I’ll venture a prediction. As you read the first 74 pages of Managing By The Numbers, you’ll exclaim to yourself at various points “Aha! So that’s how that works”.

I highly recommend this book.

Fundamentals of Marketing Outside And Inside Your Law Firm
Marketing has two facets: client acquisition and client retention. Client acquisition is getting people with whom you’ve had no prior contact to choose you to handle their cases. Client retention is getting people you’ve helped before to bring you their subsequent causes of action and refer their relatives and friends who get injured. 

Client acquisition and client retention are different ball games. Each has its own rules. If you don’t understand those rules or apply one game’s rules while playing the other, you won’t be as big a winner as you could be. That’s true whether you market your practice or pay others to do it for you.

A Book on Client Acquisition
First, let me warn you that “Find a need and fill it,” is an outmoded marketing principle. Seventy-five years ago that adage might have provided effective guidance. Today, if all you do is find a need and fill it, you stand an excellent chance of losing some or all of the money you invest in marketing your law firm.

Most of the books that discuss the principles of client acquisition marketing leave it up to the reader to figure out how to apply them.

One book does much more. First, it provides a crystal clear exposition of a broad range of today’s, not yesterday’s, essential principles of marketing. Second, it allows you to watch over their shoulders as two top marketing professionals apply those principles and create highly effective client acquisition marketing materials. Third, it provides exercises you can complete which will help you learn those principles and how to apply them.

The book is The Lawyer’s Guide To Effective Yellow Pages Advertising, 2nd edition, by Kerry Randall and Andru (sic) J. Johnson. (American Bar Association, 2005).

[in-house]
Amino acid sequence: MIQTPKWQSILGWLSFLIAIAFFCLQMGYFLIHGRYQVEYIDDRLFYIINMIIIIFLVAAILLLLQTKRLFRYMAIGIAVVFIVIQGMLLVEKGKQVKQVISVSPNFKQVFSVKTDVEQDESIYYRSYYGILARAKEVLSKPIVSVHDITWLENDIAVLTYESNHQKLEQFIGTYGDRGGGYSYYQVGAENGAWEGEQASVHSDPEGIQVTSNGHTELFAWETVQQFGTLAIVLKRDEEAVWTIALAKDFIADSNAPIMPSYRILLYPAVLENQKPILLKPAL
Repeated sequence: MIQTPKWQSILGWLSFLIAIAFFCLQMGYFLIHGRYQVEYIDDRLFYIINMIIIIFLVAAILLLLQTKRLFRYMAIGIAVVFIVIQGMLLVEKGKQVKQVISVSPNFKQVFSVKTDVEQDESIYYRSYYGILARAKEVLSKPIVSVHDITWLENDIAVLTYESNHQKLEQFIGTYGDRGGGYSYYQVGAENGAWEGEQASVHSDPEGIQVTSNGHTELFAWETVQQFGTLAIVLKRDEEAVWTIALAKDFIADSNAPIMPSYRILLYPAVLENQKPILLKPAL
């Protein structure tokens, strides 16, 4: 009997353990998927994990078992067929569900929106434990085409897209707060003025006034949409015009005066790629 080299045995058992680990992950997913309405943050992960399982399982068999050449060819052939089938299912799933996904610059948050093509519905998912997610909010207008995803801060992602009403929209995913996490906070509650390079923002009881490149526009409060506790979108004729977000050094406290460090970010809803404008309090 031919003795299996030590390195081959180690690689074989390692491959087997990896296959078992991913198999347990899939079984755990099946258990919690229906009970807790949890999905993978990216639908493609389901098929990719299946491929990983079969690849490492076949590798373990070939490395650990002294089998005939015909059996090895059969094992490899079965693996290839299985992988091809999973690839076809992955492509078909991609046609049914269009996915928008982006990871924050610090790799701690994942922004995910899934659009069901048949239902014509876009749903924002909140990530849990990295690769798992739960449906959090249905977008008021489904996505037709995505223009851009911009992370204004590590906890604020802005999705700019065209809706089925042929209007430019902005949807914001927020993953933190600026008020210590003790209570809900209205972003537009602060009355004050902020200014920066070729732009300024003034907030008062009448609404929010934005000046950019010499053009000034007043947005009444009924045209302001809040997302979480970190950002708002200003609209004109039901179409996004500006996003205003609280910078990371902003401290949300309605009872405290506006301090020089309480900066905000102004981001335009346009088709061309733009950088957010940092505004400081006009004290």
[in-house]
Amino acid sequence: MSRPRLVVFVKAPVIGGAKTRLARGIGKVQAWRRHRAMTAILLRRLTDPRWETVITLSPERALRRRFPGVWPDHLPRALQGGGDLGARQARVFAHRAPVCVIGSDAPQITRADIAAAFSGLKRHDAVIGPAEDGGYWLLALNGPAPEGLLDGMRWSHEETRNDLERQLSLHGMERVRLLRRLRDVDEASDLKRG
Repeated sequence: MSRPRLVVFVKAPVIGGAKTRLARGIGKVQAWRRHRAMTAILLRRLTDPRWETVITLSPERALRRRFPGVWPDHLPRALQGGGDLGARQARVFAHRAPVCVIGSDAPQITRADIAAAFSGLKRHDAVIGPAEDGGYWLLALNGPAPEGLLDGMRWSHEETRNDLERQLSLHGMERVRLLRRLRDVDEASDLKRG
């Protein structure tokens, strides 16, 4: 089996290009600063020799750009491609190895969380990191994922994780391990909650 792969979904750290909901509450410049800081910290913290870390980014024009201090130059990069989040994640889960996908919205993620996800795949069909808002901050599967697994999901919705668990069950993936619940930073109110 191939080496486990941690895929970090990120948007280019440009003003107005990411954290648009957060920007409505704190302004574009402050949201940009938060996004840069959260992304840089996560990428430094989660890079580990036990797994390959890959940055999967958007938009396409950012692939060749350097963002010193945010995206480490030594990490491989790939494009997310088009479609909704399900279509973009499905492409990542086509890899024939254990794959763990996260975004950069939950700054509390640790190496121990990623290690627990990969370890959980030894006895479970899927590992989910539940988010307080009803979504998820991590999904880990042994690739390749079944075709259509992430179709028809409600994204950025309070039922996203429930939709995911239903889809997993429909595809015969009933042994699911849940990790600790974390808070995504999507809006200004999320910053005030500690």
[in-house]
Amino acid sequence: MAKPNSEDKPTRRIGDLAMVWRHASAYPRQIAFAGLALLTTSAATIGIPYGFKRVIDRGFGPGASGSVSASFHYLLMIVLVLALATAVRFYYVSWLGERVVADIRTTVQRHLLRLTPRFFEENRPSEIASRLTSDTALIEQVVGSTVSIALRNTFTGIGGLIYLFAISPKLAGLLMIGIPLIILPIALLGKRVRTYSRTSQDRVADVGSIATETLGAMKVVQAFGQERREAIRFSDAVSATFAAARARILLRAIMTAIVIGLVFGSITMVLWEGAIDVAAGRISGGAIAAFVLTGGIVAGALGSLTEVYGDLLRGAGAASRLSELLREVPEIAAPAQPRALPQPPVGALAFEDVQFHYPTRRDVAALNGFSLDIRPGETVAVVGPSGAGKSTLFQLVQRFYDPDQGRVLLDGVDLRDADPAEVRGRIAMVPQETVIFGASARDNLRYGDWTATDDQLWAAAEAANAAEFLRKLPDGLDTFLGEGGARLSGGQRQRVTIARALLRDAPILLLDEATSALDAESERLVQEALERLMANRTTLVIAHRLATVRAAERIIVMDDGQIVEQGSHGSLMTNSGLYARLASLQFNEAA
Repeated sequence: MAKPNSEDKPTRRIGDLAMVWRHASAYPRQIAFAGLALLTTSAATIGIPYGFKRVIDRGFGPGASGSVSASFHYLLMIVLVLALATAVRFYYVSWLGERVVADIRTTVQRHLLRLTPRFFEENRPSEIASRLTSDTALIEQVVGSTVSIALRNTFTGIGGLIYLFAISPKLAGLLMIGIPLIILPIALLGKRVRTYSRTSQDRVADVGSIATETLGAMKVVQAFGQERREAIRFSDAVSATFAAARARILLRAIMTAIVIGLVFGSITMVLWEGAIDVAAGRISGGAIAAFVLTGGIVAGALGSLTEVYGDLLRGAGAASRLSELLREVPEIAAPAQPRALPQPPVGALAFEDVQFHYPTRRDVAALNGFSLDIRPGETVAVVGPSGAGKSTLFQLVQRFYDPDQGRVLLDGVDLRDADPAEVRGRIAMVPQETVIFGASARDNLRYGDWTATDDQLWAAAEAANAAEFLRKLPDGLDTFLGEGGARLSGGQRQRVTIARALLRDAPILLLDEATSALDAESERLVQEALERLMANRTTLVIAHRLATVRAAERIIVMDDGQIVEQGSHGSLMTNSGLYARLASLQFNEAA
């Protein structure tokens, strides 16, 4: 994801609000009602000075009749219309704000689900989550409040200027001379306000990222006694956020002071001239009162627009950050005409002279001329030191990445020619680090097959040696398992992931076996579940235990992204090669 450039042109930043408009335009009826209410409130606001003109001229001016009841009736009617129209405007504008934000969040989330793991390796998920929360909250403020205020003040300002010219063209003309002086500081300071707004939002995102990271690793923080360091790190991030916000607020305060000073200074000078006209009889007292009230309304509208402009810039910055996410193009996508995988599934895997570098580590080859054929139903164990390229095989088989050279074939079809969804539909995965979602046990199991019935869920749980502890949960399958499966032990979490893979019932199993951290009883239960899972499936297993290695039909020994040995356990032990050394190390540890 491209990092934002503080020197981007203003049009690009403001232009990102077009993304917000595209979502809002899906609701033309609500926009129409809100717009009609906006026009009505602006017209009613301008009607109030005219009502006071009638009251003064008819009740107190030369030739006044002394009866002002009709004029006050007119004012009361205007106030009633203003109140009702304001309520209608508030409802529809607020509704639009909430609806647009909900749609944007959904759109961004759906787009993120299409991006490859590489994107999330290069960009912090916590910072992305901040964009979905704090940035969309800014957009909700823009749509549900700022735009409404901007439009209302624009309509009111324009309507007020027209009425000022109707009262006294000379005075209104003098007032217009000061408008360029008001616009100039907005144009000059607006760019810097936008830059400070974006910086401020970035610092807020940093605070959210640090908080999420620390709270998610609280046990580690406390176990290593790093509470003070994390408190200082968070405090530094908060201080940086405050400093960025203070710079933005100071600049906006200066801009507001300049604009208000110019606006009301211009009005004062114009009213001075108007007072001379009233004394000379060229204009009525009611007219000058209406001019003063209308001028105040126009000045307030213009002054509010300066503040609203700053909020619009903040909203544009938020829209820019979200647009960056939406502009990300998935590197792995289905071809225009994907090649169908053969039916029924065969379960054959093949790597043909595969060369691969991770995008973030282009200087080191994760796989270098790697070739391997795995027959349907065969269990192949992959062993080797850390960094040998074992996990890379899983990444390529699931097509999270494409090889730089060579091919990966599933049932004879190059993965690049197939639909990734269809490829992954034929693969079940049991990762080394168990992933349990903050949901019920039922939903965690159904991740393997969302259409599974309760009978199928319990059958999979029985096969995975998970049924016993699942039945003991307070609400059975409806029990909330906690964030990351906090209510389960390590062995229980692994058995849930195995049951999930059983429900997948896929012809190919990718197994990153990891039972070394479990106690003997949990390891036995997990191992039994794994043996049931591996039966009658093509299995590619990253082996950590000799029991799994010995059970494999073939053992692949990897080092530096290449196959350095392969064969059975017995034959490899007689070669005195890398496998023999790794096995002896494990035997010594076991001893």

Now before you groan, “Ugh! Yellow Pages,” I want to point out a few things. First, this book is masterful. Second, while it deals specifically with yellow page advertising, it covers principles that apply to virtually all forms of client acquisition marketing. For example, many of the authors’ points can be used to make your website more effective. Third, the book is written specifically for attorneys and draws its examples mainly from the legal profession.

I highly recommend this book.

A Book on Client Retention
Typically, this facet of marketing is overlooked by members of the plaintiffs bar. In fact, most personal injury attorneys are unaware that there are systematic procedures they can follow to maximize referrals and repeat business from current and former clients.

Some companies (and personal injury law firms) garner far higher volumes of referrals and repeat business than others. If you think their superiority has something to do with client satisfaction, you’re absolutely right. Engendering the high levels of client satisfaction that can generate steady streams of referrals and repeat business requires that a personal injury attorney do more than just “get them a good settlement.” One of the additional things you need to do is turn to J. D. Power & Associates, the people who wrote the book on customer satisfaction and learn all you can from them.